The importance of play
Here is another good piece from The Growing Child newsletter distributed by Lifestart
The Importance of Play
Preschool children enjoy three different forms of play: physical, manipulative, and symbolic.
Physical play refers to activities that involve the use of the muscles. These activities emphasize action, and include running, hopping, jumping, climbing, throwing, sliding and playing with a ball.
Manipulative play refers to activities by which a child learns to gain better control over her environment. These activities include the use of puzzles and building blocks (which also require some physical play skills) as well as games that involve social manipulation (“What can I do to make Daddy come to me?”)
Symbolic play involves manipulation, not of people, but of events and objects. These play activities
would include the use of fantasy, pretend play, and nonsense rhymes. In symbolic play, a child can
change events, identities, and emotions for the sake of her play, thereby gaining more complete control over her newly created world. In a child’s life, play has many important effects on development.
Physical development. Play activities that involve physical exercise help to promote a child’s general health. Specific activities that involve, for example, perceptual-motor skills also help to develop the child’s eyehand coordination.
Cognitive development. Through play a young child is able to try out her understanding of how the world works. What we see in a child’s play is not just trucks, dolls, teacups and saucers. It is the child’s cognitive conception of the world as she experiences and understands it.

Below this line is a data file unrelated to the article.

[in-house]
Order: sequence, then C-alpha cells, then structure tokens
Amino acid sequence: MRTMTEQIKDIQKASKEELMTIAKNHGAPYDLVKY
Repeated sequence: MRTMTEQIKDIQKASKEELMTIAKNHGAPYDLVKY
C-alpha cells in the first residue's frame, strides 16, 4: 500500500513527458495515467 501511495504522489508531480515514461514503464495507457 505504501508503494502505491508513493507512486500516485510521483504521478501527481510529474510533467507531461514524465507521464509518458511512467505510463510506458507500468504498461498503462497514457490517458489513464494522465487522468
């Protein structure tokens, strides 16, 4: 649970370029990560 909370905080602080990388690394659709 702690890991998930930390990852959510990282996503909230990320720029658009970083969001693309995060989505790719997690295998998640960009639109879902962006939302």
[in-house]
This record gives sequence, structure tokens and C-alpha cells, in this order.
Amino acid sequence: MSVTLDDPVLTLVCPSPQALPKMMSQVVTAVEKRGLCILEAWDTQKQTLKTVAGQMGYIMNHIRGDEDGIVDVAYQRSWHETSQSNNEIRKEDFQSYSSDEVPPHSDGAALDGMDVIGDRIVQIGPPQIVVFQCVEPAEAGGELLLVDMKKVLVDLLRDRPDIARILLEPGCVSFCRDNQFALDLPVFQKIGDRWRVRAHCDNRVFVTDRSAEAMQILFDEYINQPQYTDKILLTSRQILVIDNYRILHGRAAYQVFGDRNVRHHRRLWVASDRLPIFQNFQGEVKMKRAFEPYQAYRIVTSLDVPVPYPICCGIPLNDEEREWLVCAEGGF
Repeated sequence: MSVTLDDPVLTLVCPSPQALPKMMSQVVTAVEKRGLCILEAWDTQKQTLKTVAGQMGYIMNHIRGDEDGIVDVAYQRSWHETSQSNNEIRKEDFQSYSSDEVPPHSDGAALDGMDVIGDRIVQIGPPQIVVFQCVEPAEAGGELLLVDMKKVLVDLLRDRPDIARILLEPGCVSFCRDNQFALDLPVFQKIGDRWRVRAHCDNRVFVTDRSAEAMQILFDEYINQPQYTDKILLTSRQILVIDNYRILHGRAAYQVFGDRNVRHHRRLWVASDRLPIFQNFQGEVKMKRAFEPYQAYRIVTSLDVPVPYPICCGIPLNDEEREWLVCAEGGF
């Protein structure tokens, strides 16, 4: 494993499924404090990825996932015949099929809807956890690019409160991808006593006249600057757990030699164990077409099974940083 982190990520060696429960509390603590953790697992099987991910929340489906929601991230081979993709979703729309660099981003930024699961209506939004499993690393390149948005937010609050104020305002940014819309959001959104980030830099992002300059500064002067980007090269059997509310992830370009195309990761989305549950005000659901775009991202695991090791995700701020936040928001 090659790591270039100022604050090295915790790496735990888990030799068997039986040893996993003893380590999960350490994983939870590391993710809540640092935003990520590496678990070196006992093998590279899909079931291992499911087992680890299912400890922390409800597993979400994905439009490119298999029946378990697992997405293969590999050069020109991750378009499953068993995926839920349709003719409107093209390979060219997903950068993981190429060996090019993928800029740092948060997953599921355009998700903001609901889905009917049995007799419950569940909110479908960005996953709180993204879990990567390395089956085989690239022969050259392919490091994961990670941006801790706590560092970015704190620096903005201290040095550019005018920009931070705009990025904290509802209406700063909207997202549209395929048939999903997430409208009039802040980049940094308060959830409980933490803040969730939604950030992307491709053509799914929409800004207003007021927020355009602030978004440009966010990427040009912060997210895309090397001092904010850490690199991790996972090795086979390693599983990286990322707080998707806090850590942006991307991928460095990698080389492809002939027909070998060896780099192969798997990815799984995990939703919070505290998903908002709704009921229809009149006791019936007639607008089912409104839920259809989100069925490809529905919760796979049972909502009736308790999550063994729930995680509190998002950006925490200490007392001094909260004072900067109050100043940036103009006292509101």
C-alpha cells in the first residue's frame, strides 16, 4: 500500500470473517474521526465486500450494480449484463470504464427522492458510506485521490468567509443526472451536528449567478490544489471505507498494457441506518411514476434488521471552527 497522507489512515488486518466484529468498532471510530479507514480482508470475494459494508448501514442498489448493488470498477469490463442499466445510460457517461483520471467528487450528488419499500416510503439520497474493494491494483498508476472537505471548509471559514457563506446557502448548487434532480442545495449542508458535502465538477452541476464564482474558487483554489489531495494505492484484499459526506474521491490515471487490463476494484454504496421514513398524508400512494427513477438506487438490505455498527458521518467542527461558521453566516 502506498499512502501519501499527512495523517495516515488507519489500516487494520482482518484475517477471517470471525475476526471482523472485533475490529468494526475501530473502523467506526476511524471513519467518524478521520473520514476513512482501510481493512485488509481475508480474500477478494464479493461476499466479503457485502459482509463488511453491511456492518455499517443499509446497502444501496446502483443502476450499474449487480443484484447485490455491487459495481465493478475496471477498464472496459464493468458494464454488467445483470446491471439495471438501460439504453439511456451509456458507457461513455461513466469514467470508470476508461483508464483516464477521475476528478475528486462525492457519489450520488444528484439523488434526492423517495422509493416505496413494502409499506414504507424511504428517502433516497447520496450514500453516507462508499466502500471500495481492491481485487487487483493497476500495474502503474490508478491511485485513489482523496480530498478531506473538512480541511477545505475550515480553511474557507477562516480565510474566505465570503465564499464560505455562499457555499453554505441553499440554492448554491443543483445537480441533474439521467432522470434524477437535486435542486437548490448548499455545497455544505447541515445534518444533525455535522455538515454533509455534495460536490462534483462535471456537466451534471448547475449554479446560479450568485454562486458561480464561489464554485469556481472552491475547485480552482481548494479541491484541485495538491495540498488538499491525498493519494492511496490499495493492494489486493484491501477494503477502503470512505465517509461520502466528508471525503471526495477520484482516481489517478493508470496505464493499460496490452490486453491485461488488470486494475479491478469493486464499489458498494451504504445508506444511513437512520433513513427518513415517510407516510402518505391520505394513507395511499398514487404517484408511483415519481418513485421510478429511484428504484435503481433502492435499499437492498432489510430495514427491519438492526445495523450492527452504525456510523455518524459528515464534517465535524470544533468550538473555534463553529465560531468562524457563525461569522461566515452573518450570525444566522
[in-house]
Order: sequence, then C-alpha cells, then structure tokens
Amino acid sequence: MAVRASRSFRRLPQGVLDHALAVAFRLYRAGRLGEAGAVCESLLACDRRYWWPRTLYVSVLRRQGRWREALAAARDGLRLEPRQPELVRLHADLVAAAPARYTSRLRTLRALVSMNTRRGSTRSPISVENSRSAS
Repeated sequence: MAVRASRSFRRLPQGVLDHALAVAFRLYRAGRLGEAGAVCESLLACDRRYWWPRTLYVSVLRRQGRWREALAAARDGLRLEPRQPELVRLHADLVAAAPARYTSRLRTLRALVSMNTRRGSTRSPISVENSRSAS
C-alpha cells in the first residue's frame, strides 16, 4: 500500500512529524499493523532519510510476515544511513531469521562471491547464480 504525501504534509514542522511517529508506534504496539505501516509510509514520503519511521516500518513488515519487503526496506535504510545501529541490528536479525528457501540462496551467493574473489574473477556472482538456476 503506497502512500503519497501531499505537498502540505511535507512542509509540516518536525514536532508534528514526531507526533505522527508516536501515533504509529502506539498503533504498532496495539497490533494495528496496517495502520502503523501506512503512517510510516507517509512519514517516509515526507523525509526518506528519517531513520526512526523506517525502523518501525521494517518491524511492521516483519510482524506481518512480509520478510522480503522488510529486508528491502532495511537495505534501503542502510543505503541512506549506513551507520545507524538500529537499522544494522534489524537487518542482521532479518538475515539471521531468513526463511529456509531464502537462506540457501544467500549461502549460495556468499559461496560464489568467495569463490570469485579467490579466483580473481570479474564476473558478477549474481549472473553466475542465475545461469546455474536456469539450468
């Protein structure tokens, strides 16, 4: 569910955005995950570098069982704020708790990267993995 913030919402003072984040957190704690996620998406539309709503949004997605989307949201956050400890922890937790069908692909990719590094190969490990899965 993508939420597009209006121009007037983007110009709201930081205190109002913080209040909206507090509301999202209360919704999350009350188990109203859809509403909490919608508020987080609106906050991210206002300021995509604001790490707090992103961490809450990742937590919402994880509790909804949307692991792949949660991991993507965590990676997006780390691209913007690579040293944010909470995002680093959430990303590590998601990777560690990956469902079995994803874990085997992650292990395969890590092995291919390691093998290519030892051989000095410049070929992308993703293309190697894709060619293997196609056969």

Emotional development. Perhaps the single most important contribution of play to emotional
development is the role it has in the formation of a child’s self-concept. Play is also a means by which a child can deal with emotional conflicts (for example, by using puppets to talk about hurt feelings).
Social development. In play activities, a child has an opportunity to experiment with different roles,
power relationships, and rules. For example, a young child may tell a doll or teddy bear to “sit in a corner” for some type of misbehaviour. Because young children enjoy play, it becomes a very natural way for them to learn about themselves and the world in which they live.
So, the next time you see your child engaged in play, you will know that she is not just “messing about.” She is engaged in the “work of childhood,” namely, promoting her physical, cognitive, emotional and social development.